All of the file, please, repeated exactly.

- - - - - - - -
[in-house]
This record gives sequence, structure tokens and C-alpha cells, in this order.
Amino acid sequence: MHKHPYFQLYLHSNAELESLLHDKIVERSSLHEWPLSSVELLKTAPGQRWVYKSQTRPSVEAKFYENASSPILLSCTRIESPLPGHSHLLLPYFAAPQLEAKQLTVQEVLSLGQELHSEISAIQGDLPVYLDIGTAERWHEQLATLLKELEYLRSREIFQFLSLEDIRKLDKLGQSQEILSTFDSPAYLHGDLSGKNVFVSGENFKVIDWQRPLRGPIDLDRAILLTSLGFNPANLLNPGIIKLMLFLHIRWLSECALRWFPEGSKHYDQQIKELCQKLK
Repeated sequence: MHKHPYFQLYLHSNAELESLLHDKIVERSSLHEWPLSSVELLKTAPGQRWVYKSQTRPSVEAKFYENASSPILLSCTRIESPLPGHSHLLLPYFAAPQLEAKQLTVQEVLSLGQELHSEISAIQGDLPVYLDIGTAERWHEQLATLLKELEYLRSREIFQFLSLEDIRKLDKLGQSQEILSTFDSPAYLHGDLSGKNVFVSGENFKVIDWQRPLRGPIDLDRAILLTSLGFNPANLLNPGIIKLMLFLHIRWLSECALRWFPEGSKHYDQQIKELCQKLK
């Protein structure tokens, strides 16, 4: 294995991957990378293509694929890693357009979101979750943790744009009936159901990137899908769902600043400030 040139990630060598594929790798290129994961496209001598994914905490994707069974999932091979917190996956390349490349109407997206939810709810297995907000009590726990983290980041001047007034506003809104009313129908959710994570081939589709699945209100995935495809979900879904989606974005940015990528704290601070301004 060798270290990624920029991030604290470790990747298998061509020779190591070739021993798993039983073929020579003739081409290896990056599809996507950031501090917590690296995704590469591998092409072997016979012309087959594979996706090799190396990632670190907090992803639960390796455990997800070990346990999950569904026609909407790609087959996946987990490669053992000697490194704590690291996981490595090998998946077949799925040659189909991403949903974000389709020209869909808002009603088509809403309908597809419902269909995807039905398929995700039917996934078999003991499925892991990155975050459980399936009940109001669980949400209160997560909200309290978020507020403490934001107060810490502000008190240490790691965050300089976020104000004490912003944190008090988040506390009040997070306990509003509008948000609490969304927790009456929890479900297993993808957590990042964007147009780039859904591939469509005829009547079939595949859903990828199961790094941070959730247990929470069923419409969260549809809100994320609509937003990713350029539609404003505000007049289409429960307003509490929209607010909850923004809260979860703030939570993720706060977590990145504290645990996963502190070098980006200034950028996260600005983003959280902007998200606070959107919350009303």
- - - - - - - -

[in-house]
This record gives sequence, structure tokens and C-alpha cells, in this order.
Amino acid sequence: MHKHPYFQLYLHSNAELESLLHDKIVERSSLHEWPLSSVELLKTAPGQRWVYKSQTRPSVEAKFYENASSPILLSCTRIESPLPGHSHLLLPYFAAPQLEAKQLTVQEVLSLGQELHSEISAIQGDLPVYLDIGTAERWHEQLATLLKELEYLRSREIFQFLSLEDIRKLDKLGQSQEILSTFDSPAYLHGDLSGKNVFVSGENFKVIDWQRPLRGPIDLDRAILLTSLGFNPANLLNPGIIKLMLFLHIRWLSECALRWFPEGSKHYDQQIKELCQKLK
Repeated sequence: MHKHPYFQLYLHSNAELESLLHDKIVERSSLHEWPLSSVELLKTAPGQRWVYKSQTRPSVEAKFYENASSPILLSCTRIESPLPGHSHLLLPYFAAPQLEAKQLTVQEVLSLGQELHSEISAIQGDLPVYLDIGTAERWHEQLATLLKELEYLRSREIFQFLSLEDIRKLDKLGQSQEILSTFDSPAYLHGDLSGKNVFVSGENFKVIDWQRPLRGPIDLDRAILLTSLGFNPANLLNPGIIKLMLFLHIRWLSECALRWFPEGSKHYDQQIKELCQKLK
């Protein structure tokens, strides 16, 4: 294995991957990378293509694929890693357009979101979750943790744009009936159901990137899908769902600043400030 040139990630060598594929790798290129994961496209001598994914905490994707069974999932091979917190996956390349490349109407997206939810709810297995907000009590726990983290980041001047007034506003809104009313129908959710994570081939589709699945209100995935495809979900879904989606974005940015990528704290601070301004 060798270290990624920029991030604290470790990747298998061509020779190591070739021993798993039983073929020579003739081409290896990056599809996507950031501090917590690296995704590469591998092409072997016979012309087959594979996706090799190396990632670190907090992803639960390796455990997800070990346990999950569904026609909407790609087959996946987990490669053992000697490194704590690291996981490595090998998946077949799925040659189909991403949903974000389709020209869909808002009603088509809403309908597809419902269909995807039905398929995700039917996934078999003991499925892991990155975050459980399936009940109001669980949400209160997560909200309290978020507020403490934001107060810490502000008190240490790691965050300089976020104000004490912003944190008090988040506390009040997070306990509003509008948000609490969304927790009456929890479900297993993808957590990042964007147009780039859904591939469509005829009547079939595949859903990828199961790094941070959730247990929470069923419409969260549809809100994320609509937003990713350029539609404003505000007049289409429960307003509490929209607010909850923004809260979860703030939570993720706060977590990145504290645990996963502190070098980006200034950028996260600005983003959280902007998200606070959107919350009303």